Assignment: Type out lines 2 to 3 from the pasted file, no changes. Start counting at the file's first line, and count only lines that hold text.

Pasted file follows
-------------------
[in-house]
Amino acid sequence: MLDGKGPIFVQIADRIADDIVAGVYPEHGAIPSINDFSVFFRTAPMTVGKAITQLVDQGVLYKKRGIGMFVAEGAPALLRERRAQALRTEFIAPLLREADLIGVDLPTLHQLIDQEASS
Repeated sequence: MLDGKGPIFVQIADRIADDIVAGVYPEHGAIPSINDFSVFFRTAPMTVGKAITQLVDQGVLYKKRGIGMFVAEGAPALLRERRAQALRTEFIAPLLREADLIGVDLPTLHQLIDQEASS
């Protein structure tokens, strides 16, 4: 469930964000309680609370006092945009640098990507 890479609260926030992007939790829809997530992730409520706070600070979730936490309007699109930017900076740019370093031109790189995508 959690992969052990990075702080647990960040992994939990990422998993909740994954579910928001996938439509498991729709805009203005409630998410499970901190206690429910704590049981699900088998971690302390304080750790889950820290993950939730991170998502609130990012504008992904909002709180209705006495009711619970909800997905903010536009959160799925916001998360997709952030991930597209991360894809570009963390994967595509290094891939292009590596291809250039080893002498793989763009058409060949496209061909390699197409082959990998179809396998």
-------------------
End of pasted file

Amino acid sequence: MLDGKGPIFVQIADRIADDIVAGVYPEHGAIPSINDFSVFFRTAPMTVGKAITQLVDQGVLYKKRGIGMFVAEGAPALLRERRAQALRTEFIAPLLREADLIGVDLPTLHQLIDQEASS
Repeated sequence: MLDGKGPIFVQIADRIADDIVAGVYPEHGAIPSINDFSVFFRTAPMTVGKAITQLVDQGVLYKKRGIGMFVAEGAPALLRERRAQALRTEFIAPLLREADLIGVDLPTLHQLIDQEASS